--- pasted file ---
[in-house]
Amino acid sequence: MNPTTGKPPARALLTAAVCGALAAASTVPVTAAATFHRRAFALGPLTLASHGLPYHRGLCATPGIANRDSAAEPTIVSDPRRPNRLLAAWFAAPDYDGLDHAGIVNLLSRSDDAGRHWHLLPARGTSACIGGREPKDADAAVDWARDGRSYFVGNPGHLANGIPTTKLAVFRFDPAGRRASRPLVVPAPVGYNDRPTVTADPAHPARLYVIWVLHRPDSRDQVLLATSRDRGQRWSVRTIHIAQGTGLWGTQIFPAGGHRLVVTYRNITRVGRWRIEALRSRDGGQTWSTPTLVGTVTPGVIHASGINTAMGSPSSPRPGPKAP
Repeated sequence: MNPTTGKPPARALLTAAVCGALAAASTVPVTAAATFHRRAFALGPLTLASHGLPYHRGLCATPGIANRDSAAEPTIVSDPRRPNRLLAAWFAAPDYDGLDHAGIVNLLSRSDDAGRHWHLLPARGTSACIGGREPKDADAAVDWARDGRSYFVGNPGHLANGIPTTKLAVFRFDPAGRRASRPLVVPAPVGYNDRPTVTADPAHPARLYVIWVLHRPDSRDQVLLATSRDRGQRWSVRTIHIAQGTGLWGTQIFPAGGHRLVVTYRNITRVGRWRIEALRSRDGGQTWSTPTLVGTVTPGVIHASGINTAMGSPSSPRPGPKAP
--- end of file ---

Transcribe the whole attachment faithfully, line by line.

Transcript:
[in-house]
Amino acid sequence: MNPTTGKPPARALLTAAVCGALAAASTVPVTAAATFHRRAFALGPLTLASHGLPYHRGLCATPGIANRDSAAEPTIVSDPRRPNRLLAAWFAAPDYDGLDHAGIVNLLSRSDDAGRHWHLLPARGTSACIGGREPKDADAAVDWARDGRSYFVGNPGHLANGIPTTKLAVFRFDPAGRRASRPLVVPAPVGYNDRPTVTADPAHPARLYVIWVLHRPDSRDQVLLATSRDRGQRWSVRTIHIAQGTGLWGTQIFPAGGHRLVVTYRNITRVGRWRIEALRSRDGGQTWSTPTLVGTVTPGVIHASGINTAMGSPSSPRPGPKAP
Repeated sequence: MNPTTGKPPARALLTAAVCGALAAASTVPVTAAATFHRRAFALGPLTLASHGLPYHRGLCATPGIANRDSAAEPTIVSDPRRPNRLLAAWFAAPDYDGLDHAGIVNLLSRSDDAGRHWHLLPARGTSACIGGREPKDADAAVDWARDGRSYFVGNPGHLANGIPTTKLAVFRFDPAGRRASRPLVVPAPVGYNDRPTVTADPAHPARLYVIWVLHRPDSRDQVLLATSRDRGQRWSVRTIHIAQGTGLWGTQIFPAGGHRLVVTYRNITRVGRWRIEALRSRDGGQTWSTPTLVGTVTPGVIHASGINTAMGSPSSPRPGPKAP